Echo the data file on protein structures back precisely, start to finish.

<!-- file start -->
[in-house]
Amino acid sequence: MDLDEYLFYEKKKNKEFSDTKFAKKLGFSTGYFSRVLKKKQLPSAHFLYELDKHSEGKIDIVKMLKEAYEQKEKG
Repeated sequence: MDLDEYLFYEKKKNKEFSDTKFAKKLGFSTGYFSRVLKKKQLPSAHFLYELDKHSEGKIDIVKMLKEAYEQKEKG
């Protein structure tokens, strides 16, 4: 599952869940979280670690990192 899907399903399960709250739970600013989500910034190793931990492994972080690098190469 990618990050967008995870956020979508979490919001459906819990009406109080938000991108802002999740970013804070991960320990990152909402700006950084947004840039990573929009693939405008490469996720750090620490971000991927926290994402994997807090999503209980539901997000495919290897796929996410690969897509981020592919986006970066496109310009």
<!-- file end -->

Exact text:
[in-house]
Amino acid sequence: MDLDEYLFYEKKKNKEFSDTKFAKKLGFSTGYFSRVLKKKQLPSAHFLYELDKHSEGKIDIVKMLKEAYEQKEKG
Repeated sequence: MDLDEYLFYEKKKNKEFSDTKFAKKLGFSTGYFSRVLKKKQLPSAHFLYELDKHSEGKIDIVKMLKEAYEQKEKG
């Protein structure tokens, strides 16, 4: 599952869940979280670690990192 899907399903399960709250739970600013989500910034190793931990492994972080690098190469 990618990050967008995870956020979508979490919001459906819990009406109080938000991108802002999740970013804070991960320990990152909402700006950084947004840039990573929009693939405008490469996720750090620490971000991927926290994402994997807090999503209980539901997000495919290897796929996410690969897509981020592919986006970066496109310009």